The future of three-day eventing is in the new USEA Event Management System (EMS)! This new software system will allow for competitors, coaches, organizers, and secretaries to have relevant event information in their hands. By using advanced technology, this new software system will be an all-encompassing tool used to provide a well-organized, smooth competition with limited contact and instant updates.
EMS has been designed by experts of the equestrian community with input from multiple event organizers, secretaries, scorers, and more. The design has accounted for the fact that each event runs a little differently. The system will provide every feature necessary for running and competing in an event. The system will manage entries, scheduling, scoring, purchases, stabling, important updates, and optional enhanced features. In addition, the system will allow custom scoring solutions for different types of events including live scoring for intercollegiate team challenges. The system is not limited to just recognized events, as it will support various types of competitions, clinics, schooling shows, and educational activities.
The new system will support manual entries and imports from USEA Xentry and other third-party entry systems.
Events can push out real-time communications, registration changes, purchases, or account reconciliations to and from participants via smartphones or other devices through the USEA Event Companion app. Therefore, EMS will help eliminate competitor confusion during an event and offer a game-changing experience. For example, if there is a rain delay, you may receive an EMS alert. Need to close your tab on shavings? You can pay through EMS. There’s not enough time to pick up a dressage test? View it on your EMS profile. There’s a specific jump on cross-country that has caused several runouts? Check EMS scoring.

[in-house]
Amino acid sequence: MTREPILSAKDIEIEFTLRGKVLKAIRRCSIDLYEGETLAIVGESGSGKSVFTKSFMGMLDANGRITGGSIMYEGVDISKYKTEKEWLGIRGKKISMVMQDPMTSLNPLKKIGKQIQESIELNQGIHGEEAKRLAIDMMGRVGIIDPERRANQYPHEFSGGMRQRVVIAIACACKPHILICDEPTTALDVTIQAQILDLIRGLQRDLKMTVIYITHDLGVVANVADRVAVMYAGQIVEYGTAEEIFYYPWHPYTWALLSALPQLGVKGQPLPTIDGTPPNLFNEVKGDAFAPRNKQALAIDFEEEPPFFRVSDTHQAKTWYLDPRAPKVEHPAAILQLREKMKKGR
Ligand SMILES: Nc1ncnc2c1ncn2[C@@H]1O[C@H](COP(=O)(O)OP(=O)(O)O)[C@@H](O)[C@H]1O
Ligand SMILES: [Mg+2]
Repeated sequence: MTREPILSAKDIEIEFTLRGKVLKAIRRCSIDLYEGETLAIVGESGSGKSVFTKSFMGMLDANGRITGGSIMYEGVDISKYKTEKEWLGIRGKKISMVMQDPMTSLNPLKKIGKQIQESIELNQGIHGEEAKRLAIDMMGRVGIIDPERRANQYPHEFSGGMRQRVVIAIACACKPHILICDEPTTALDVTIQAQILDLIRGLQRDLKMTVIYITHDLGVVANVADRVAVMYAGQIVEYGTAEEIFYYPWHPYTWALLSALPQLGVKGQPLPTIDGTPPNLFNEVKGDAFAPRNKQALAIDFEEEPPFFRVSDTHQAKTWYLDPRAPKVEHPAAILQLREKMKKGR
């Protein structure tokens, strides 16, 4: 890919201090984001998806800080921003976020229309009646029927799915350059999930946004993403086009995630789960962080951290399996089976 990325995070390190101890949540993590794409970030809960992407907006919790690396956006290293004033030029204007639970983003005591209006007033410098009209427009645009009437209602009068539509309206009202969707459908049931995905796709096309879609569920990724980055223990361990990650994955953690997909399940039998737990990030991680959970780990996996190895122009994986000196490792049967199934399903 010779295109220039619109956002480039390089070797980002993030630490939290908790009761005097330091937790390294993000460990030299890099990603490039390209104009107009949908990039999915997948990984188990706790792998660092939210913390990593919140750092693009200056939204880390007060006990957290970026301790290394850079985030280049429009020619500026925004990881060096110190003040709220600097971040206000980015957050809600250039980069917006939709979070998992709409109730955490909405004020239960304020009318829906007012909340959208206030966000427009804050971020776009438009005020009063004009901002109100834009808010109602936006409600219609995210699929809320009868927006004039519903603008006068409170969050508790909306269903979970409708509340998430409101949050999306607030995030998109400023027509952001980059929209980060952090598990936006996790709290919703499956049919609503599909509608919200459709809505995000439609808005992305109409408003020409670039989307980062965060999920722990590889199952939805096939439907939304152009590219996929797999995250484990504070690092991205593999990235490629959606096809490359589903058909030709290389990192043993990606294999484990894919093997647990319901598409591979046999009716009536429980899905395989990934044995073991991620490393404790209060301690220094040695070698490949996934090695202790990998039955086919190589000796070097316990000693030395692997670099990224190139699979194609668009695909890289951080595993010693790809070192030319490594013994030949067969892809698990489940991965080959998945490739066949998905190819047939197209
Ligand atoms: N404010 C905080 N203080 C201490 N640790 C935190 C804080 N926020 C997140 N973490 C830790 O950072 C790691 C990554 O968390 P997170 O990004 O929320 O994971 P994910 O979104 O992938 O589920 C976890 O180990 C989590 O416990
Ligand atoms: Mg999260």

The BOG approved the development of the system in 2019 after several years of studying the current systems and analysis of costs and benefits. The USEA contracted The Jockey Club Technology Services, Inc. to help build, support, and maintain the new system.
The EMS will be fully supported by the riders and events that use it and not through USEA membership dues. The individual cost to the events to use the product is still being determined, but the goal is to make it as affordable as possible.
Benefits of Using EMS
EMS provides one location with everything needed to run an event, state-of-the-art technology, enhanced scoring systems, real-time updates, easy accessibility, cost-effective, 24/7 support for organizers and secretaries, and more.
The Future of EMS
This new system will roll out in 2021. The USEA is offering events to sign up as test events for the Fall eventing season of 2020.
World-class equestrian competition is back with full spectator attendance and opportunities for giving back
After a one-year hiatus for spectators due to Covid-19, The Event at Rebecca Farm will be running at full strength for competitors and spectators, July 21-25. The Event draws more than 600 riders and 8,000 spectators each year to the picturesque Flathead Valley in northwest Montana.
Max Corcoran, President of the USEA & 5* event groom, joins host Nicole Brown. Talking all things from preparations & time management tips to specific top-level grooming insights. Max shares her wealth of experience with us, highlighting that knowing your horse is the most important factor when considering all elements of equine management.
“My whole journey has been a series of interconnected circles,” says Gina Miles.
The central compass point of those circles has been the Olympics. The Games are what set the Californian on her path, and where she reached her pinnacle - the individual silver medal in Hong Kong in 2008.
Gina, now 47, was 10 when the Olympics came to Los Angeles in 1984.
Plenty of event riders have chosen to cross oceans and base themselves thousands of miles away from “home” in pursuit of their career dreams - look at the likes of New Zealanders Sir Mark Todd and Andrew Nicholson, and now Tim and Jonelle Price, while Andrew Hoy, Clayton Fredericks and of course Boyd Martin and Phillip Dutton have set sail from Australian shores. Not many American riders do it, though, probably because the sport is big enough and competitive enough in the U.S. not to make it necessary.